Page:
The core problem is whether the Catalans constitute a nation. Catalonia, a wealthy region, is one of the 17 autonomous regions with considerable self-government, but it has long wanted more. The region, centered on Barcelona, has 7.5 million population, 16% of the Spanish population, accounts for 20% of Spain’s GDP, and 30% of foreign trade, is self-governing in certain areas, police, health and education, while Madrid still controls taxes, foreign policy, and infrastructures. Catalonia has its own widely admired regional police force, the 17,000 Mossos d’Esquadra, one that is responsible to the Catalan minister of the interior, in addition to the 5,000 state police.
Barcelona is now one of the world’s favorite tourist areas. It is the home of FC Barcelona, perhaps the most popular soccer team in the world, a nationalist symbol with the motto, “more than a club,” and potent rival of Real Madrid. It is also the locale of a more controversial inhabitant, the La Sagrada Familia Temple, the large unfinished Roman Catholic Church, about the structure of which there are strong mixed opinions.
For a decade, the relationship between region and state has become complex, resembling a political and constitutional crisis. In 2010, the Spanish Constitutional Court declared invalid some of the provisions for Catalan autonomy outlined in a 2006 statute, as well as in the 1978 Constitution. The Spanish courts and the central government hold that the 1978 Constitution, which was approved by 91% of voters in a turnout of 67%, is indivisible, and that the separatists are breaking the law. Article 155 of the Constitution allows the government to suspend Catalan autonomy.
However, an unofficial non-binding vote in Catalonia in November 2014 registered 81% favoring independence, though the turnout was only 35%. In the regional election in September, 2015 the separatist parties won. In November 2015 the Catalan legislature approved, 72 to 63, a plan for secession by 2017, but the Constitutional Court suspended the plan.
Then the 54-year-old president of Catalonia, former journalist Carles Puigdemont in June 2017, a fervent advocate of Catalonia as an independent republic, announced that a binding resolution on independence would be held on October 1, 2017. The question is simple: “Do you want Catalonia to become an independent state in the form of a republic, Yes or No?” If the vote was positive, he would declare independence from Spain within 48 hours of the vote.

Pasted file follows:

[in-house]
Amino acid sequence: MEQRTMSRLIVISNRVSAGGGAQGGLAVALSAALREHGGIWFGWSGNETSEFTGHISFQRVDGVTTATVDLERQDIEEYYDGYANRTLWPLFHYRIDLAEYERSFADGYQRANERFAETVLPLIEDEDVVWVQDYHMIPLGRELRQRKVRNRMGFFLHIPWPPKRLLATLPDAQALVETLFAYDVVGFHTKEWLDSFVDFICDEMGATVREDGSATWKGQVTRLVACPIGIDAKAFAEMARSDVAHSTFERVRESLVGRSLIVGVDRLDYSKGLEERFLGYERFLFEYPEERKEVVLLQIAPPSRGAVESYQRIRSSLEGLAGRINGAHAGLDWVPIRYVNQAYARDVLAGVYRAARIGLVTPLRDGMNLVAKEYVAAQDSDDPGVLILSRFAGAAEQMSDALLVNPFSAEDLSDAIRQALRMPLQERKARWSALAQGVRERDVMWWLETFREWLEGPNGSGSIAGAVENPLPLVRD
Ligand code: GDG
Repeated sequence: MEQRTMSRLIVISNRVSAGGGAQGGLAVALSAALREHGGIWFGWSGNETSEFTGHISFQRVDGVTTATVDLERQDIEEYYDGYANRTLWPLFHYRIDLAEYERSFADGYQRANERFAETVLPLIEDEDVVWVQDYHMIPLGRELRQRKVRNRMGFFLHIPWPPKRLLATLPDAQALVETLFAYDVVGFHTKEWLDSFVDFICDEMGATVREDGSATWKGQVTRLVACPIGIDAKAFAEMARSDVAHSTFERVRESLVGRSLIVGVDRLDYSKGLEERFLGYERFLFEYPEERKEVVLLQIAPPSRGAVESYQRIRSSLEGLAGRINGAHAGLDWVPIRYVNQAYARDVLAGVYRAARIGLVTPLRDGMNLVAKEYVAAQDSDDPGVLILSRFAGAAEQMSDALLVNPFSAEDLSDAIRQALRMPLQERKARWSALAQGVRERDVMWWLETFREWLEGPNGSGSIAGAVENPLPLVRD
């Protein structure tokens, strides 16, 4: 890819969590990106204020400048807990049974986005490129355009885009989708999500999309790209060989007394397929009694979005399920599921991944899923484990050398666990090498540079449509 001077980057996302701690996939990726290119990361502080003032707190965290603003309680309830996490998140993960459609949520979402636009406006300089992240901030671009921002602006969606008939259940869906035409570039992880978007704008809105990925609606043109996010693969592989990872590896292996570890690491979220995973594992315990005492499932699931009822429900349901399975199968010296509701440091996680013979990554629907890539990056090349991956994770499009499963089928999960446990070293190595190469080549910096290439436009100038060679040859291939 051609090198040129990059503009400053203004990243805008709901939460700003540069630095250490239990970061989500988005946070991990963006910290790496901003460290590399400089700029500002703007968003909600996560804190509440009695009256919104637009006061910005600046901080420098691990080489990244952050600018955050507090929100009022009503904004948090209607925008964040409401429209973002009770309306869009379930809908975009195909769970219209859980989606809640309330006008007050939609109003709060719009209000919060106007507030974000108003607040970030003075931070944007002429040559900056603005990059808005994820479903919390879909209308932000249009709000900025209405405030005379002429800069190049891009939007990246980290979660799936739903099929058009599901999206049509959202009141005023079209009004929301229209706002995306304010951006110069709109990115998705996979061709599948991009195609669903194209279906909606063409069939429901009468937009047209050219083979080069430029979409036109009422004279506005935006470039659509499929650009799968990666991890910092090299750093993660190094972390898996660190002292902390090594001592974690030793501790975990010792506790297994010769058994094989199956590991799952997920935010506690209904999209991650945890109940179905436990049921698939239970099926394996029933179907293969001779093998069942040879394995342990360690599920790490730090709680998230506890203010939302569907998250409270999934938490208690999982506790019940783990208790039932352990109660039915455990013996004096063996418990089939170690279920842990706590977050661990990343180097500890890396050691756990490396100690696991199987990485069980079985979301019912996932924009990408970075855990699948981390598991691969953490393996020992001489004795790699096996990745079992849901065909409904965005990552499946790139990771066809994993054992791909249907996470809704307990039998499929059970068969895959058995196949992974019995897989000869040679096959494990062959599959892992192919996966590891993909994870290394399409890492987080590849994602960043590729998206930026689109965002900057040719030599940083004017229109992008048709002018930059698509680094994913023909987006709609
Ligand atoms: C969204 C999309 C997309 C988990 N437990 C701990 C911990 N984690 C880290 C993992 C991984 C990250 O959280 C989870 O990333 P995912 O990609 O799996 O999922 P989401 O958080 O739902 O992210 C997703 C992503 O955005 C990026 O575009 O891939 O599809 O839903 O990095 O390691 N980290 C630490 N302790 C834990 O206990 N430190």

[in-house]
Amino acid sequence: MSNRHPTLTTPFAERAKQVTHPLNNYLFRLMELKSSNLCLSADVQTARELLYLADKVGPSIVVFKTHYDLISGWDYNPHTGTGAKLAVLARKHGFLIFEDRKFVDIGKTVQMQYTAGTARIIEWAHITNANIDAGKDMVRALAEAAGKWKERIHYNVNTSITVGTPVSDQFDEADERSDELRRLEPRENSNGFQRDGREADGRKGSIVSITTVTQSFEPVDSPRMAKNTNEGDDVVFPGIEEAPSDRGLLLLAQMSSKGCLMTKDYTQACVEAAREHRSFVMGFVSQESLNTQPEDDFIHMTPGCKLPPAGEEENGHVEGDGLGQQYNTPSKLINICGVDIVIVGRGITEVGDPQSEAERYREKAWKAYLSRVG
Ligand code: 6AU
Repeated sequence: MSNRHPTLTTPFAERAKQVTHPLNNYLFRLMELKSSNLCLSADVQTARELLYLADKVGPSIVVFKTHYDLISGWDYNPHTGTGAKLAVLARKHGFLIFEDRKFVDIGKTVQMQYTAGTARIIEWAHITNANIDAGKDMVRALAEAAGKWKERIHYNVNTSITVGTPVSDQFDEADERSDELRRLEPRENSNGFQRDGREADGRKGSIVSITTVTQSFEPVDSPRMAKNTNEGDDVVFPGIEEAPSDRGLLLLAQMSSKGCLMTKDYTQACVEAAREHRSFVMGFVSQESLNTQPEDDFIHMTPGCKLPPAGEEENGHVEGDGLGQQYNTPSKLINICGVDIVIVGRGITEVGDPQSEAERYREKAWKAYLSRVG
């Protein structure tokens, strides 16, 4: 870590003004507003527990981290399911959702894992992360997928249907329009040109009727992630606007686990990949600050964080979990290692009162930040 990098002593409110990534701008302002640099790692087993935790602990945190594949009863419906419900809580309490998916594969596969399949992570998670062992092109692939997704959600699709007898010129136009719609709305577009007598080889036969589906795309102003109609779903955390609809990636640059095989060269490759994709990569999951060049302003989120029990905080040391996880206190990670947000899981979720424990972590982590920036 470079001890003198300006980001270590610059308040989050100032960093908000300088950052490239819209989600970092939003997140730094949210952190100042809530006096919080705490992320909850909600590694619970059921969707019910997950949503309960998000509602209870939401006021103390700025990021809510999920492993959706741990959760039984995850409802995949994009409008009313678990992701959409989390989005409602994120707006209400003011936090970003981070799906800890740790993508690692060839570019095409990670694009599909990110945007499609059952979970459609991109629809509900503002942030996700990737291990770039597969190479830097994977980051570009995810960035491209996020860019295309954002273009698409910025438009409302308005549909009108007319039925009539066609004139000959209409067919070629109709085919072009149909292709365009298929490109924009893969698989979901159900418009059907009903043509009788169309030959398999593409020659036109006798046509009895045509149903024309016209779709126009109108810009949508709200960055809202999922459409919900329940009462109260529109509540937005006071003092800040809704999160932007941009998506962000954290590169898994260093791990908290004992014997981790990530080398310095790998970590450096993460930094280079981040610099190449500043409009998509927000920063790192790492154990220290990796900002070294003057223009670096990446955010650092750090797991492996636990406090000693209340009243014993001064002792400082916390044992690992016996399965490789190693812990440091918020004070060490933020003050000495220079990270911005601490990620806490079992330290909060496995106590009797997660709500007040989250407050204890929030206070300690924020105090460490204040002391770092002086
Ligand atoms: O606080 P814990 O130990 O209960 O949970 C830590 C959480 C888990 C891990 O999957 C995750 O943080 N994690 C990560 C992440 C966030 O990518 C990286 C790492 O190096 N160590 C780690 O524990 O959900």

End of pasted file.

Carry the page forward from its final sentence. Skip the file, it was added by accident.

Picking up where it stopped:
Political systems differ. In 2014, a referendum on independence for Scotland was held with legal consent of the central government in London. In contrast, the central Spanish government in Madrid, headed by Prime Minister Mariano Rajoy, head of the conservative Popular Party, denies the legality of the Catalonian referendum of October 1st. Rajoy spoke of the “indivisible unity of the Spanish nation, the common and indivisible homeland of all Spaniards.”
The Spanish government got rulings from Constitutional Tribunals that it is unconstitutional for a region to call a referendum. The powers of the Constitutional Court were increased in 2015 so it can enforce its decisions. The Court has struck down a number of laws enacted by the Catalan parliament, and in September 2017 imposed fines on members of the Catalan election board.
The national government argues, and the majority of Spaniards and the media agree, it is upholding the rule of law that must be respected; the Catalans, however, speak of “authoritarian repression” and compare the actions by Madrid to prevent independence to the brutality of Francisco Franco in attacks on the Catalan language, culture, and political aspirations.
About 5.3 million Catalans are eligible to vote. In preparation, on September 23, 2017 Madrid put all police forces temporally under a single chain of command reporting to Madrid. Four thousand more police were sent into the area. Separatist websites were blocked, material and ten million ballots were seized, and police were told to stop public buildings from being used as polling stations. At least 14 officials working on arrangements for the referendum were arrested.
Nevertheless, most of the mayors in the 940 Catalan municipalities were proreferendum. The Catalan regional police, numbering 17,000, did not obey the court order to prevent voting if it inflamed local tensions. At the referendum on October 1, 2017 in which 2.2 million participated, 42.3% of the electorate, 90% voted for independence and 8% voted no. Yet, the violence in which about 850 Catalans were injured by the national police attempting to prevent the voting escalated the conflict over Catalonia, as well as hardening political positions in the country.
Logically, now that the official result has been announced the next step is for it to go to the Catalan parliament, which could then adopt a motion of independence, a real possibility since separatists have a majority, 72 of 135 in the parliament. But all sides in the country are toiling with the problem, What price victory?